An old-age pensioner is among a group of residents who now feel like prisoners in their own home after a neighbour erected a barbed wire fence.
Locals of Mill Lane in Wimborne, Dorset, have been left furious after having their road blocked by "private property" signs and barbed wire fences cutting off a right of way footpath.
Despite a "goodwill gesture" that was left in good stead by a private estate ownership, it appears that gesture has been revoked following a furious row.
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Iron gates topped with barbed wire, CCTV cameras and a sign saying such a gate is "subject to closure without notice" are making residents feel more than uneasy.
One such resident, pensioner Mike Burnside, 84, said the damage had been done to the block of flats by "our neighbour who is the estate manager".
Burnside said: "He has obstructed our access in and out of our little estate. He has put barbed wire on top of some of the gates to stop people coming in and out. It's like a prison.
"Those of us that aren't very mobile can't get out on an evening unless he wants us to. It's disgraceful what he has done.
"If we want to get to the nearby car park, which happens a lot because there aren't many spaces here, we have to walk all the way around the streets rather than using the 30 second cut through outside his shop."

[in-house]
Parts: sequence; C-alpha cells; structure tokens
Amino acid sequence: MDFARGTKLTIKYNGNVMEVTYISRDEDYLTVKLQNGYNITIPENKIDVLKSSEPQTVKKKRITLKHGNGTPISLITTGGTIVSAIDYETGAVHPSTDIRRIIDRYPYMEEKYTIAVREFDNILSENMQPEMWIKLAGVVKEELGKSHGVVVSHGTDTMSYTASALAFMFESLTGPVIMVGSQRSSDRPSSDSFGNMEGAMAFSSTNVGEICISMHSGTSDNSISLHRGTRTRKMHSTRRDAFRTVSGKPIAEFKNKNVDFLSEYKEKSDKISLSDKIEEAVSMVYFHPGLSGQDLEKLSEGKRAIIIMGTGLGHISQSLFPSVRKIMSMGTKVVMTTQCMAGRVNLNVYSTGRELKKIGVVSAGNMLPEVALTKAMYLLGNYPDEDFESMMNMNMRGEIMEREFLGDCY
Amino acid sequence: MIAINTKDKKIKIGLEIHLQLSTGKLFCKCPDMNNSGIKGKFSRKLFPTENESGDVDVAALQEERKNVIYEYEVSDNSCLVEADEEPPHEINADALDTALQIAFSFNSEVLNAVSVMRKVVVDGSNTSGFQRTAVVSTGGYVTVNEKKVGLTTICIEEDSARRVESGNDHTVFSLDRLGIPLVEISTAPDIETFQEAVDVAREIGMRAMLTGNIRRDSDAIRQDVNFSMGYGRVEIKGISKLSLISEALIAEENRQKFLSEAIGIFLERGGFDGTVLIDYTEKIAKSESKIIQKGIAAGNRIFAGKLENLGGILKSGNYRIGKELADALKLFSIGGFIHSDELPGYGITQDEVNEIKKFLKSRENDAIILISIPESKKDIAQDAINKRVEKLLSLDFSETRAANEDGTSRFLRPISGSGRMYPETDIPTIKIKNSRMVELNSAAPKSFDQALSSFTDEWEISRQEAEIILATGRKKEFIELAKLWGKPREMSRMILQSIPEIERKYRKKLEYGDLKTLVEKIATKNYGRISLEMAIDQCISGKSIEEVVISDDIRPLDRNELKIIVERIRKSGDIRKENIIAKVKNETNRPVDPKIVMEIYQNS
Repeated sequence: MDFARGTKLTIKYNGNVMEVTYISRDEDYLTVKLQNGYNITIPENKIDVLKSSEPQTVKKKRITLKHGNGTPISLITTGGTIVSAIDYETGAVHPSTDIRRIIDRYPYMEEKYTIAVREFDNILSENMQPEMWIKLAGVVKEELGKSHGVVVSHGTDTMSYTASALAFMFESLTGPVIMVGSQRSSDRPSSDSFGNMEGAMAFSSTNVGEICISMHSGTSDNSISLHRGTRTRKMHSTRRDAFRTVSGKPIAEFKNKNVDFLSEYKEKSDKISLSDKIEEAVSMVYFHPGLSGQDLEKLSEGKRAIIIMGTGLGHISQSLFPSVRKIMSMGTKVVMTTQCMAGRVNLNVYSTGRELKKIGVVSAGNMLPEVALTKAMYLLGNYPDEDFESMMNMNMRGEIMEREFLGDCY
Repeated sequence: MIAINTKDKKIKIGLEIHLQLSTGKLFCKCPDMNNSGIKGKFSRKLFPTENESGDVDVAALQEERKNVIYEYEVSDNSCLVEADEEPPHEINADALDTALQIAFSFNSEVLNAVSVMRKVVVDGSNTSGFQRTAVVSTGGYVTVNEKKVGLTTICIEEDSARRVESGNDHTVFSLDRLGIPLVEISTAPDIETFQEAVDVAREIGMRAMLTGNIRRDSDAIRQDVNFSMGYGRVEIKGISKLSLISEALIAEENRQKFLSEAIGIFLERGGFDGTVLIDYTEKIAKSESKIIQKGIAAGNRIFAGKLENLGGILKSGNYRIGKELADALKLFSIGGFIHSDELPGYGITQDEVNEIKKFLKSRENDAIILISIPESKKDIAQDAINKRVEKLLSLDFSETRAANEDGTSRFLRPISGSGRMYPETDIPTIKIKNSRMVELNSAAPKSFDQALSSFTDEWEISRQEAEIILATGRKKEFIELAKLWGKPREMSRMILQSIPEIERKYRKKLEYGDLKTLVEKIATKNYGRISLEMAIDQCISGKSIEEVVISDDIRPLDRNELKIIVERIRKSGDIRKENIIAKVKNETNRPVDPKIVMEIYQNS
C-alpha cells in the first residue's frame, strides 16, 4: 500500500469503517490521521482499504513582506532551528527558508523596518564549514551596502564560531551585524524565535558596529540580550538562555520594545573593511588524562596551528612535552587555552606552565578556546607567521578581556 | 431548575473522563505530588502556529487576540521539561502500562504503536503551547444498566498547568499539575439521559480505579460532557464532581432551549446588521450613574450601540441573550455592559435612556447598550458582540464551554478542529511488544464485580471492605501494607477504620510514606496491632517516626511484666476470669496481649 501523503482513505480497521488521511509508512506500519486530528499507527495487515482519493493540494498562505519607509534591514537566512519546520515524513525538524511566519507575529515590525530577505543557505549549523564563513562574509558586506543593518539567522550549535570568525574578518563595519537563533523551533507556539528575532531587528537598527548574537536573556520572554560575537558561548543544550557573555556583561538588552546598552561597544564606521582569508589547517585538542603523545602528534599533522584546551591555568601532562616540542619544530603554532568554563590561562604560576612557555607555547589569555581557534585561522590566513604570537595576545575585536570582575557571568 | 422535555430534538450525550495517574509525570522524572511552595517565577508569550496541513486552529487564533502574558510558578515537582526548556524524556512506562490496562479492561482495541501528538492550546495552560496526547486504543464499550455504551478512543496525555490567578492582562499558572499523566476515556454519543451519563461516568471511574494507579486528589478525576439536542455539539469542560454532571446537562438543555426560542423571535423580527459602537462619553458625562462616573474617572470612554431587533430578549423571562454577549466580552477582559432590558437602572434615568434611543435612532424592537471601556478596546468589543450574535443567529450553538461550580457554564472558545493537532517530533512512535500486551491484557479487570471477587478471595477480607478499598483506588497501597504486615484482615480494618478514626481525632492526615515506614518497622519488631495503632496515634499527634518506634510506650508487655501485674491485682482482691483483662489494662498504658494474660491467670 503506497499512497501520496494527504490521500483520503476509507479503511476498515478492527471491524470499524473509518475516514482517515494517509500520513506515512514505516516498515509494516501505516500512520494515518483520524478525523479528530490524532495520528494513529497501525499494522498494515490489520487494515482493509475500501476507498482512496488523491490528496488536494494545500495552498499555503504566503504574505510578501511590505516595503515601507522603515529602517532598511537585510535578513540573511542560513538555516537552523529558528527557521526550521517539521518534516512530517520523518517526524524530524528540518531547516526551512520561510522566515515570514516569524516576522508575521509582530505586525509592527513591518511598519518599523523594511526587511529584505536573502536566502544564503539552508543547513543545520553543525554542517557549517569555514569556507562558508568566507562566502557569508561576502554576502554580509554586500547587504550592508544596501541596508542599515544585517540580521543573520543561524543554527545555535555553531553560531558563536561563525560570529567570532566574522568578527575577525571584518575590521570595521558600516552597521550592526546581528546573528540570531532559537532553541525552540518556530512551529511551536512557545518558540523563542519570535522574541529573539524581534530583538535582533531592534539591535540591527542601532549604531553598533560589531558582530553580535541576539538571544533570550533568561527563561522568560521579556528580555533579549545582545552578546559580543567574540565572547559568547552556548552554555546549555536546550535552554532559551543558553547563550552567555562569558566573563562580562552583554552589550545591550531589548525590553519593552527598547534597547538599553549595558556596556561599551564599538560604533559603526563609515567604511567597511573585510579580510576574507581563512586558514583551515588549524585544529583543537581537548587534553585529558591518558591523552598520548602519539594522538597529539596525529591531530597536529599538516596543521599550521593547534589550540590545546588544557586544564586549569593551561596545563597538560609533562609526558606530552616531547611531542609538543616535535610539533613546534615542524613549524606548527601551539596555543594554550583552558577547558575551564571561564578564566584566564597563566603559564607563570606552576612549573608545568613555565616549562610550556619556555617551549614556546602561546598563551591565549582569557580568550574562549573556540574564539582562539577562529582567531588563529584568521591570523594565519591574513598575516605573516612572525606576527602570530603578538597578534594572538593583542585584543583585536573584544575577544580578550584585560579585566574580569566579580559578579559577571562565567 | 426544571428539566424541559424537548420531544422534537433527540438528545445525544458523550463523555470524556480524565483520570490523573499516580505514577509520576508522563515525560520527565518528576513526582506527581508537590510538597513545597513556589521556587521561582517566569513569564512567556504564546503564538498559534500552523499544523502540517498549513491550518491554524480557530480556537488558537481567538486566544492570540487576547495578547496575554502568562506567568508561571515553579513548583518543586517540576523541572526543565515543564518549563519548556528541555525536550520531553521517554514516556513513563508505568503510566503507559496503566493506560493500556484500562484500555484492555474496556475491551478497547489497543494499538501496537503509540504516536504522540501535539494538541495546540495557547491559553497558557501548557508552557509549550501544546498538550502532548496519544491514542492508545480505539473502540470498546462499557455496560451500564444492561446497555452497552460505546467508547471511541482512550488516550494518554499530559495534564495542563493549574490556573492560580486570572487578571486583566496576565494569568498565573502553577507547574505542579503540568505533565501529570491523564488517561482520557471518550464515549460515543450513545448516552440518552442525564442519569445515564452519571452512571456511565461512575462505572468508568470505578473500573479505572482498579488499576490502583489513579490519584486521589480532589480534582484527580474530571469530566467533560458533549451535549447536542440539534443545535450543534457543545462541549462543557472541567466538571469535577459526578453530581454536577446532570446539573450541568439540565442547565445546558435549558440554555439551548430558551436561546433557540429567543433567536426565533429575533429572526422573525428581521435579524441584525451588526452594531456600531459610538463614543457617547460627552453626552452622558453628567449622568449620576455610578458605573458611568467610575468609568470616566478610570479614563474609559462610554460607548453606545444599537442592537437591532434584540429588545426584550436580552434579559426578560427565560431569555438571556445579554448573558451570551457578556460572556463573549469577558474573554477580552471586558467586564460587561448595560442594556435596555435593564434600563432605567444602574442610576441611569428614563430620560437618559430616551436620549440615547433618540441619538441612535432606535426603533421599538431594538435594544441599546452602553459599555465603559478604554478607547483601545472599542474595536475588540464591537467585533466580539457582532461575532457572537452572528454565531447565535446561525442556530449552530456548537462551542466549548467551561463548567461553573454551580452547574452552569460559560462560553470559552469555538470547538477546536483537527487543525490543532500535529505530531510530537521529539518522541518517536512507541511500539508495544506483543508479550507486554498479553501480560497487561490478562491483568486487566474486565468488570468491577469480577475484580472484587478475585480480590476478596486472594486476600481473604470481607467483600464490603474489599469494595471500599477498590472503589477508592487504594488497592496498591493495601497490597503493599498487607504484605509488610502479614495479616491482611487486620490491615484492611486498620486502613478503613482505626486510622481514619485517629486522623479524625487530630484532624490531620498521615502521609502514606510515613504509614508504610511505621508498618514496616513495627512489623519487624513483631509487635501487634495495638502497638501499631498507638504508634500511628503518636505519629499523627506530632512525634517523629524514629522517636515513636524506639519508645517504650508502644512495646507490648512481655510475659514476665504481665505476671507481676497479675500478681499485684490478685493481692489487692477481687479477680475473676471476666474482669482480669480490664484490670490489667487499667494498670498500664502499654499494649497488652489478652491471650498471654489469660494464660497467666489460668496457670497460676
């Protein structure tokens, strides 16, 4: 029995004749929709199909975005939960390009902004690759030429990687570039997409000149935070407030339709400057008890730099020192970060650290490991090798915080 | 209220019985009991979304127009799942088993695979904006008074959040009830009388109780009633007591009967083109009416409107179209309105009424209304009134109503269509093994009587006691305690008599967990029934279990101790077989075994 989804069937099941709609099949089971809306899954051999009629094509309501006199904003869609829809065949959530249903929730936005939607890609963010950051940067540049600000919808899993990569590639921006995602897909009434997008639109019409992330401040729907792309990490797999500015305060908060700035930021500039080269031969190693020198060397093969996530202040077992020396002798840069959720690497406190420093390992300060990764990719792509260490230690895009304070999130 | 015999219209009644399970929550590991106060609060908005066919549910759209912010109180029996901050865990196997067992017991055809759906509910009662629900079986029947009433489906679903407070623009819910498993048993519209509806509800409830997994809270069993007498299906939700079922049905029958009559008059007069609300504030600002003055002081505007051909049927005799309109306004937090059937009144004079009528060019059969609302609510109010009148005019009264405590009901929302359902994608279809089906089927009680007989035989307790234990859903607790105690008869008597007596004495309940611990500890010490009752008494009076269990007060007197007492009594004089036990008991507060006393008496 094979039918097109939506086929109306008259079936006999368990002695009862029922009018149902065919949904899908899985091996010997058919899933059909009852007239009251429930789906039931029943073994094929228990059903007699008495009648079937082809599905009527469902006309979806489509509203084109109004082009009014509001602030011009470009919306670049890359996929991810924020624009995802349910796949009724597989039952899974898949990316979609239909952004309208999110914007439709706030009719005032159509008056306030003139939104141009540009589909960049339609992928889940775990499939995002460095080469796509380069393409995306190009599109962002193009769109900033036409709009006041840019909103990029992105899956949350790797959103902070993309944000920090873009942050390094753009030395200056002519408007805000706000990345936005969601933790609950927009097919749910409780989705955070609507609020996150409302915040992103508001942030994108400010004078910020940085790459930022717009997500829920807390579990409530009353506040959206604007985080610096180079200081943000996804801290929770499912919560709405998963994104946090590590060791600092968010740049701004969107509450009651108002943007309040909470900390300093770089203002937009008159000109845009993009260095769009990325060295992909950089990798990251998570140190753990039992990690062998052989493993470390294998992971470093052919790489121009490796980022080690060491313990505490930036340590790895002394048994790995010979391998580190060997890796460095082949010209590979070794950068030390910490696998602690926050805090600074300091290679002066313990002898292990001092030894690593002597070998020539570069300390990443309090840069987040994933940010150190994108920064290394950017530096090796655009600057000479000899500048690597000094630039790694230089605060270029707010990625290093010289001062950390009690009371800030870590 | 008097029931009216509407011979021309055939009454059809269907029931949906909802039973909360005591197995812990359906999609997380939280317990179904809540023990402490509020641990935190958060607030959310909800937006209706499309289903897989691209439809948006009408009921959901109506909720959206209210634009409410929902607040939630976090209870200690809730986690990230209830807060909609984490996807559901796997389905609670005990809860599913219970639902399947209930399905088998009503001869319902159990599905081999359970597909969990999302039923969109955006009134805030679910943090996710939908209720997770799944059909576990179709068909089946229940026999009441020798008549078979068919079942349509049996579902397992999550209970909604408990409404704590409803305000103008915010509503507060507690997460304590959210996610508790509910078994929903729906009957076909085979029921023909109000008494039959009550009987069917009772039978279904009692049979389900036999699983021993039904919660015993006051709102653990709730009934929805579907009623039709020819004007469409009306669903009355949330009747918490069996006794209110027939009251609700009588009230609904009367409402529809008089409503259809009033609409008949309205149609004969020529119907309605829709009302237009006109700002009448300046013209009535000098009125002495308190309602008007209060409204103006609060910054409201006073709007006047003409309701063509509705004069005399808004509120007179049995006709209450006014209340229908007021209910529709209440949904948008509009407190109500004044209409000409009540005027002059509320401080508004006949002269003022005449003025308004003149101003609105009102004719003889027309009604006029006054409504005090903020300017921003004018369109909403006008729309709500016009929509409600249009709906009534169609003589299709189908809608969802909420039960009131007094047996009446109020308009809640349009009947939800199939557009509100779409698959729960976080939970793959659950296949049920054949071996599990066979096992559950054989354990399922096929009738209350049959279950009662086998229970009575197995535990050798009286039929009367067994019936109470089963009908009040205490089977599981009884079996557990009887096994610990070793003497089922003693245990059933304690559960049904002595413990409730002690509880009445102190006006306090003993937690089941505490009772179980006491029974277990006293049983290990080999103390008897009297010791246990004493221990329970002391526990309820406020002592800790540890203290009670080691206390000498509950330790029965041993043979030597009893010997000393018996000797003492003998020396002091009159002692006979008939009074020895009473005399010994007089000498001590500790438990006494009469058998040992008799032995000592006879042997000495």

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Problems for residents don't end there, with some so enthused and raging by the recent events they have taken to organise a "secret meeting" which will put an end to the fences.
Although they are not yet plotting their great escape, Burnside did say: "We never know when he is going to have the gates open or shut. He uses our fire door for quick access sometimes and we don't make a fuss about it.
"It's like living in a prison block. We had a secret meeting to organise how we stop more of these gates going up."
A spokesperson for Mill Lane Precint Estate countered residential claims, saying: "To date, no public right of way has been legally identified or created by an Order, so legally there are no public rights of way on private land in Mill Lane.
"The estate has allowed permissive access through Mill Lane as a gesture of goodwill and in support of businesses and the public, access is not under threat."
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